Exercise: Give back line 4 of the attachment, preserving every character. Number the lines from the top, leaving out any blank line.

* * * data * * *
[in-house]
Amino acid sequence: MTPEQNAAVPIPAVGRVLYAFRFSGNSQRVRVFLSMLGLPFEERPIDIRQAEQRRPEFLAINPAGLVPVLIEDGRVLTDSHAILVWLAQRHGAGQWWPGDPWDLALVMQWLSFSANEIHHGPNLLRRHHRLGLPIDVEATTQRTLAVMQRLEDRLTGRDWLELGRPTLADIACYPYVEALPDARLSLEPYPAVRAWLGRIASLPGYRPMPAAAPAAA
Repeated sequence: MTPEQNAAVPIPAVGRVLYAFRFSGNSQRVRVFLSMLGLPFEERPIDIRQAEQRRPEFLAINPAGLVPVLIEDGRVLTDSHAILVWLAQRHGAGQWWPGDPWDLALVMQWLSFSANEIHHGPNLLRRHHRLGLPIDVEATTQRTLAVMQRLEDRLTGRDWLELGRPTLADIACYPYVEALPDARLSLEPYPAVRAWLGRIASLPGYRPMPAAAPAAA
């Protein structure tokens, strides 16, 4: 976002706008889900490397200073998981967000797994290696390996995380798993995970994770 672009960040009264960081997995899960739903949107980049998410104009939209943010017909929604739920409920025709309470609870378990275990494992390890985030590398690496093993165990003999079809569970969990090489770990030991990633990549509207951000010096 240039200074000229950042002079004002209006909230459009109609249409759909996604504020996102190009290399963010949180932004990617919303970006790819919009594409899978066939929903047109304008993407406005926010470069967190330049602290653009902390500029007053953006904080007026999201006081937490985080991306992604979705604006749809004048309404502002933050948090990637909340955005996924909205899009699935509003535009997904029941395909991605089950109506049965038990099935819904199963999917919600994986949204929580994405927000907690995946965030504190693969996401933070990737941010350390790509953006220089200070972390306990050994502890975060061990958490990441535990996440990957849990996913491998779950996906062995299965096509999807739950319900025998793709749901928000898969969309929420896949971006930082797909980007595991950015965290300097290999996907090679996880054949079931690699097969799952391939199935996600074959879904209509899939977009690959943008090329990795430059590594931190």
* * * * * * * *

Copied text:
């Protein structure tokens, strides 16, 4: 976002706008889900490397200073998981967000797994290696390996995380798993995970994770 672009960040009264960081997995899960739903949107980049998410104009939209943010017909929604739920409920025709309470609870378990275990494992390890985030590398690496093993165990003999079809569970969990090489770990030991990633990549509207951000010096 240039200074000229950042002079004002209006909230459009109609249409759909996604504020996102190009290399963010949180932004990617919303970006790819919009594409899978066939929903047109304008993407406005926010470069967190330049602290653009902390500029007053953006904080007026999201006081937490985080991306992604979705604006749809004048309404502002933050948090990637909340955005996924909205899009699935509003535009997904029941395909991605089950109506049965038990099935819904199963999917919600994986949204929580994405927000907690995946965030504190693969996401933070990737941010350390790509953006220089200070972390306990050994502890975060061990958490990441535990996440990957849990996913491998779950996906062995299965096509999807739950319900025998793709749901928000898969969309929420896949971006930082797909980007595991950015965290300097290999996907090679996880054949079931690699097969799952391939199935996600074959879904209509899939977009690959943008090329990795430059590594931190």